In the case of <em>Espinal v. Melville Snow Contractors,</em> 98 NY2d 136, 142-143, the New York State Court of Appeals, held that a snow removal contractor does not owe a duty of care to third-parties. However, in the years since the holding in <em>Espinal</em>, the trial courts have made it more difficult for a snow removal contractor to win summary judgement. In the case of <em><a href="http://www.courts.state.ny.us/reporter/3dseries/2012/2012_09044.htm">Eugenia Smilowitz v. GCA Services Group</a>, </em>the Supreme Court, Queens County got it right. The plaintiff, an employee of St. Johns slipped and fell on snow and ice on the St. Johns campus. The defendant, GCA was responsible for maintaining the grounds, including snow removal.
GCA moved for summary judgment, arguing that under the "storm and progress rule" a snow removal contractor cannot be held liable for injuries sustained as a result of slippery conditions that occur during an ongoing storm, or for a reasonable time thereafter. In opposition, the plaintiff tendered no evidence that GCA fell into any of the <em>Espinal</em> exceptions. More specifically. the plaintiff failed to prove that GCA created or exacerbated the icy condition that she slipped on. The Appellate Division, Second Department upheld the lower court's decision, holding that merely undertaking snow removal duties, as required by contract, cannot be said to have created or exacerbated a dangerous condition.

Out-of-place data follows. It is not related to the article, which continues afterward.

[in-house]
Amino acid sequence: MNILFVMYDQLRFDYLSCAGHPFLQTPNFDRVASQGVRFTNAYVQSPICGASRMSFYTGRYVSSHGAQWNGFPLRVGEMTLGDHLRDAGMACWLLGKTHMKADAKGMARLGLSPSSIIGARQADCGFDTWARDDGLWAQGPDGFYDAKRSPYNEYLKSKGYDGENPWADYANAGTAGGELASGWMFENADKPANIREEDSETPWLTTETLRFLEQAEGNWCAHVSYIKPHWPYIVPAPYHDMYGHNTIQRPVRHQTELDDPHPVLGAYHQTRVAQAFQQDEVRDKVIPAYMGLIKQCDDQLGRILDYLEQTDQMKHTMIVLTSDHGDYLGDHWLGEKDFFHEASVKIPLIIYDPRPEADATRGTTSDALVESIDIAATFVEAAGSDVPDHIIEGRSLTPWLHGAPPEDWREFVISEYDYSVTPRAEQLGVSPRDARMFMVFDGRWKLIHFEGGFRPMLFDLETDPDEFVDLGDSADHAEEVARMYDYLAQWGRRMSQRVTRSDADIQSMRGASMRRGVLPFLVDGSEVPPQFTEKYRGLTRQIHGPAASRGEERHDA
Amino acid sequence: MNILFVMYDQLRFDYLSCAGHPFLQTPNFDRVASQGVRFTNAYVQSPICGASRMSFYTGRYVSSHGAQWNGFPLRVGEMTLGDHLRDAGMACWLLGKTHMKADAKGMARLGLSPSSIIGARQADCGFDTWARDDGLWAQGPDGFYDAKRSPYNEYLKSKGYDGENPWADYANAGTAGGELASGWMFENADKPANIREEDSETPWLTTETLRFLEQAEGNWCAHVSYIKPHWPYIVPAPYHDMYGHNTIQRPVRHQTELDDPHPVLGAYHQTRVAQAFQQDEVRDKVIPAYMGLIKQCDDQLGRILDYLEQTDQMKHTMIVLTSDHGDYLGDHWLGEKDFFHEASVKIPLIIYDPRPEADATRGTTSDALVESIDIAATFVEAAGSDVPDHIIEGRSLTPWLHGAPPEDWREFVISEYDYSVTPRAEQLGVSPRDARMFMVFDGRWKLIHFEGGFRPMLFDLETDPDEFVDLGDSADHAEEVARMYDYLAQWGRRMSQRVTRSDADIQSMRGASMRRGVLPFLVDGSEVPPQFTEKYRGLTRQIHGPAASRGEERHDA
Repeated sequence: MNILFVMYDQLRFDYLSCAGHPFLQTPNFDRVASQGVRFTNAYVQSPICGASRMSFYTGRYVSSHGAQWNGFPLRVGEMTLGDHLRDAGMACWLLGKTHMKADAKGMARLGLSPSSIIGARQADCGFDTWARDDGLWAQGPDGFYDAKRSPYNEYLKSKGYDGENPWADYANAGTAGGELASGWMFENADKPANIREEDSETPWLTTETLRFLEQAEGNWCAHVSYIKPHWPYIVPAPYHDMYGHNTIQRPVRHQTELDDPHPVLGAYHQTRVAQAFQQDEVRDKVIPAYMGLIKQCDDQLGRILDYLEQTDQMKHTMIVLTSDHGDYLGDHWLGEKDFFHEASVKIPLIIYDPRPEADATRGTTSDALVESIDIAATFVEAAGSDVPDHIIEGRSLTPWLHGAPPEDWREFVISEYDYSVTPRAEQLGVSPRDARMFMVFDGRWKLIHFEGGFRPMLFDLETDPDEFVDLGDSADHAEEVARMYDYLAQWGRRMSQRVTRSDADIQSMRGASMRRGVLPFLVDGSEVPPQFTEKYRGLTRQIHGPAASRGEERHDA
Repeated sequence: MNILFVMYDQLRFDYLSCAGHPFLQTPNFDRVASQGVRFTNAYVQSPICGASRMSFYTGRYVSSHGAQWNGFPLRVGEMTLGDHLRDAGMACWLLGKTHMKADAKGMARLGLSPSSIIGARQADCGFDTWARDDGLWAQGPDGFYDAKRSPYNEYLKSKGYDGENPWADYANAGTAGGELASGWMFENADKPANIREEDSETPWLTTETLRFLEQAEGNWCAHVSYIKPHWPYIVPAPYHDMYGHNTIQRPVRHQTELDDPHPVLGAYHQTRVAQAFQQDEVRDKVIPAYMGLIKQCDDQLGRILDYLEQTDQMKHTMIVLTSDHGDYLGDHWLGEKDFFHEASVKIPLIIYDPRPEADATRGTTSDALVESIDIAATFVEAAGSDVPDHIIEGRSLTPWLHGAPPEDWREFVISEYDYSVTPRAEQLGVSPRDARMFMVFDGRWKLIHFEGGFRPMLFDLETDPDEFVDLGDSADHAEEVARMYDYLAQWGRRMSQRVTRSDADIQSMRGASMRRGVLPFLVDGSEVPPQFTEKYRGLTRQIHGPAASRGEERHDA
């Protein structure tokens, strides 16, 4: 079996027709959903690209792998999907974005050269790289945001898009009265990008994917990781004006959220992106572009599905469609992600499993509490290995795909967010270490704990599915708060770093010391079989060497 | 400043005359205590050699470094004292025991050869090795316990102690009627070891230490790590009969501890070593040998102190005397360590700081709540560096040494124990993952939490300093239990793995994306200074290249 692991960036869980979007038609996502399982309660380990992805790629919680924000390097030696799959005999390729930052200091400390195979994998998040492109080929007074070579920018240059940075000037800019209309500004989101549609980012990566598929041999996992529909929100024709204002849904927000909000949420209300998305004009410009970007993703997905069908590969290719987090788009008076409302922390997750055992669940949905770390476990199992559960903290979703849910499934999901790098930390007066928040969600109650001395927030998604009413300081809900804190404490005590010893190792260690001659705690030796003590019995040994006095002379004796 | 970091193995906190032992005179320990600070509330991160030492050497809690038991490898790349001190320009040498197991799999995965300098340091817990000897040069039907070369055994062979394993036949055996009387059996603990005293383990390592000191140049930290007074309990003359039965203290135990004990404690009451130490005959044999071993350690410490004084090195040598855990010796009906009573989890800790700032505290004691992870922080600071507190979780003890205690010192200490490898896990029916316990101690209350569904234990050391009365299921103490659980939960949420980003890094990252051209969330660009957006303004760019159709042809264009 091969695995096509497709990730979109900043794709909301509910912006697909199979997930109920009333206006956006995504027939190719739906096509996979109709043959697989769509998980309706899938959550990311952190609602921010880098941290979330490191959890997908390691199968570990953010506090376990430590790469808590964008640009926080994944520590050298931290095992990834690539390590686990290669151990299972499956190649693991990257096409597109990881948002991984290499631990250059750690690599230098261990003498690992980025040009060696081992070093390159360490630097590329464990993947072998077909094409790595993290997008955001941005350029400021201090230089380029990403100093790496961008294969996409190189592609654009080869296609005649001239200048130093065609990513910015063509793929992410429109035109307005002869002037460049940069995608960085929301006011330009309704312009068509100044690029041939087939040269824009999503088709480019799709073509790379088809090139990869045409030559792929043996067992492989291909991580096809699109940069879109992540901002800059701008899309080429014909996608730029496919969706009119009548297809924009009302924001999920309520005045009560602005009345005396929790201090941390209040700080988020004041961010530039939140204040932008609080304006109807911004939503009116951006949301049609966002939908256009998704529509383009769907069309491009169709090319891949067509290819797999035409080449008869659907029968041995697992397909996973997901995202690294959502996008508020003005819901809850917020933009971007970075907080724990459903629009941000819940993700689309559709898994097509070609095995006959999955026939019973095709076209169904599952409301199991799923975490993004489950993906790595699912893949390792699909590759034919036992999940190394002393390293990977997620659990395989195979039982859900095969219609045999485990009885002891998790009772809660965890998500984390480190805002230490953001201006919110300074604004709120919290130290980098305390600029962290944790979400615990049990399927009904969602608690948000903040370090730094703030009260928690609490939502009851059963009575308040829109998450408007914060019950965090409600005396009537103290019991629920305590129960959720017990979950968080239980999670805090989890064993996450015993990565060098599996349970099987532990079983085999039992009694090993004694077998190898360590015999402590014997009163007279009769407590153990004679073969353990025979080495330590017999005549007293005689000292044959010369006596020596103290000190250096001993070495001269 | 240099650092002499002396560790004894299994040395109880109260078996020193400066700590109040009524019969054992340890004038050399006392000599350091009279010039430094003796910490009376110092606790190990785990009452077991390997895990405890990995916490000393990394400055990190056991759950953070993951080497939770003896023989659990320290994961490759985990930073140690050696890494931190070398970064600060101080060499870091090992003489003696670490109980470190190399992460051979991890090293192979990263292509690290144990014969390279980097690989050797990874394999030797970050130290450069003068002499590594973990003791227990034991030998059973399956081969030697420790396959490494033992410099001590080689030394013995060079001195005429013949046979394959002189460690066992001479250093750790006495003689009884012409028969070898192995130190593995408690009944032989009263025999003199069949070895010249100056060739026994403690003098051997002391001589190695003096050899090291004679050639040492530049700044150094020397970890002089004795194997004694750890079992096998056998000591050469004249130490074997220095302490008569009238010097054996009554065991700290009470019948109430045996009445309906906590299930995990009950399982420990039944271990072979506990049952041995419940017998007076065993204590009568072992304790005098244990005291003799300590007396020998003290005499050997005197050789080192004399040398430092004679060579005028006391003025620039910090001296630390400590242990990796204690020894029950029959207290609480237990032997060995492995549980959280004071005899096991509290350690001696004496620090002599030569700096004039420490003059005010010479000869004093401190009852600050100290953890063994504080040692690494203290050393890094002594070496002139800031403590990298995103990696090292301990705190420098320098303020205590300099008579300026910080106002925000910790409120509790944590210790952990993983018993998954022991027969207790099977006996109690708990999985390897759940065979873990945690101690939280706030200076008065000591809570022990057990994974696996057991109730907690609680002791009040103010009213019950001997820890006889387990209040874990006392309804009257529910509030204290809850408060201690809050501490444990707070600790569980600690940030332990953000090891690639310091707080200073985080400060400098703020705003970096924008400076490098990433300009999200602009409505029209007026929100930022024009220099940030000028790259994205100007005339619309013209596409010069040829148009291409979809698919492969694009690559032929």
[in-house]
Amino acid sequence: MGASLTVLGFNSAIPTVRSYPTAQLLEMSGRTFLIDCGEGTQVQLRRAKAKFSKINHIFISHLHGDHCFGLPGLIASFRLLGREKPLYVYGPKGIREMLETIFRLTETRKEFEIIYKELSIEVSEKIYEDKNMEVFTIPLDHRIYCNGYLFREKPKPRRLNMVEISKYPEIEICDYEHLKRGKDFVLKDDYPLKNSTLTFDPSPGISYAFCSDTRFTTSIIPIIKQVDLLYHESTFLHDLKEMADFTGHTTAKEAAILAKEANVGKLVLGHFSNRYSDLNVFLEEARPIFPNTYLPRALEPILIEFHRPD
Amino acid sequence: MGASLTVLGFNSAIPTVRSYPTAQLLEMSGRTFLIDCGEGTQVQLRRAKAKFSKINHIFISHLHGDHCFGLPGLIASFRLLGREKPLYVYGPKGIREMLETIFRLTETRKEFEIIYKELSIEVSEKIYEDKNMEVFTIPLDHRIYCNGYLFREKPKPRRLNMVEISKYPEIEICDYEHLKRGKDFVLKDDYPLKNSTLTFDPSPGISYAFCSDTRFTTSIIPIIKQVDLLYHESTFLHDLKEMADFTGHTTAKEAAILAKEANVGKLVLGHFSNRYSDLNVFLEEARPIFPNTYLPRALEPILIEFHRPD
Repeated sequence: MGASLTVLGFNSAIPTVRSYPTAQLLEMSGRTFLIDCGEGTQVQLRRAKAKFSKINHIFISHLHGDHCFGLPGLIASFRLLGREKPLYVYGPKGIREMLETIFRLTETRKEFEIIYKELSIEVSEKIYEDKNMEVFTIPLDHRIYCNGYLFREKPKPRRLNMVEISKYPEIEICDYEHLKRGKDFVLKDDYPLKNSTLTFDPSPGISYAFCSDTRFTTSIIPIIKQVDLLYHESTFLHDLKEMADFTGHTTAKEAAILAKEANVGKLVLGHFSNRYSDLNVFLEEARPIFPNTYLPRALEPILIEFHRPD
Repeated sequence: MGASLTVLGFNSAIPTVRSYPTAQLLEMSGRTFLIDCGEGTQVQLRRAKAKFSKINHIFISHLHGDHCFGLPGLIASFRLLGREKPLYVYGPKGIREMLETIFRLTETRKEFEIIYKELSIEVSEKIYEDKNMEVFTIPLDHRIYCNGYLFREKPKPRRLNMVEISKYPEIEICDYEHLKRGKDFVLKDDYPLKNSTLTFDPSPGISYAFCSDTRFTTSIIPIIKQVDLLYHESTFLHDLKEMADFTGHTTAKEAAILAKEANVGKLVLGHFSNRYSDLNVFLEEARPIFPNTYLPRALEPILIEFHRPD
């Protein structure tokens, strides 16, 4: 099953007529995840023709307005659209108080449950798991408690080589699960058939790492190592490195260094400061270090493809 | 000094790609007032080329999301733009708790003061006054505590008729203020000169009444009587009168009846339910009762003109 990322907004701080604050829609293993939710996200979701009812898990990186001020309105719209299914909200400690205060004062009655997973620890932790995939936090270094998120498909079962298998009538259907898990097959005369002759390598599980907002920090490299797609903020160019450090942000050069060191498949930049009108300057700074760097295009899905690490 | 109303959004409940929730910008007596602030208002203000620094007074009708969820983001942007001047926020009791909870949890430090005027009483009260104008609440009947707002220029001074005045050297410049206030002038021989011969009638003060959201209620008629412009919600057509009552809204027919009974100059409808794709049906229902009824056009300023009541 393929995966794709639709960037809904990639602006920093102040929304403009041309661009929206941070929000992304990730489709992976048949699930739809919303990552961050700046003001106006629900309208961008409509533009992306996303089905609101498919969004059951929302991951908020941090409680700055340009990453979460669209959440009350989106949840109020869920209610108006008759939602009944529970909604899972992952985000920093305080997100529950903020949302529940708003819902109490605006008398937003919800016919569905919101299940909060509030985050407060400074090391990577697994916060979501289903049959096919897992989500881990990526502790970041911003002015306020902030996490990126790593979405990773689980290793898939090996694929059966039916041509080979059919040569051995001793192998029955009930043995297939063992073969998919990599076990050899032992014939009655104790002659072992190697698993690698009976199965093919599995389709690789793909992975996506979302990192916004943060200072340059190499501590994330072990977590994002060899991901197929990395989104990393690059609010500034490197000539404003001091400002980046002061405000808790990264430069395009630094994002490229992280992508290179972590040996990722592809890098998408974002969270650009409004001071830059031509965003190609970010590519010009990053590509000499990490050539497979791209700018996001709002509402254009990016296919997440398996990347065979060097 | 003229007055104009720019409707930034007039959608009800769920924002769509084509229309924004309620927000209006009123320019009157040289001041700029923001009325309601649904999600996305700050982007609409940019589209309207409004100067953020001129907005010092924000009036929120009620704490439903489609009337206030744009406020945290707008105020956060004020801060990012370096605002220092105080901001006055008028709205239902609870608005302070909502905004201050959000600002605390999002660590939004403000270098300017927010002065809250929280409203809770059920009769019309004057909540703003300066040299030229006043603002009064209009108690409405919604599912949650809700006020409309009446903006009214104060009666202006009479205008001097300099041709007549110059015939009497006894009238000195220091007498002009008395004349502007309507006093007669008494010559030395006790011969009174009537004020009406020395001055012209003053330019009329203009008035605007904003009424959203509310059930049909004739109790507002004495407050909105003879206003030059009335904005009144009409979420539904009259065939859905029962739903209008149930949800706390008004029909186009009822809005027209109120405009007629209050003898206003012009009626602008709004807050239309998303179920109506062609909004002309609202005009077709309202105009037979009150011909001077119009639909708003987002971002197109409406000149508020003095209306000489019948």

Thanks to Ed Lomena for his contribution.
For more information contact Denise Fontana Ricci at <a href="mailto:email@example.com">firstname.lastname@example.org</a>.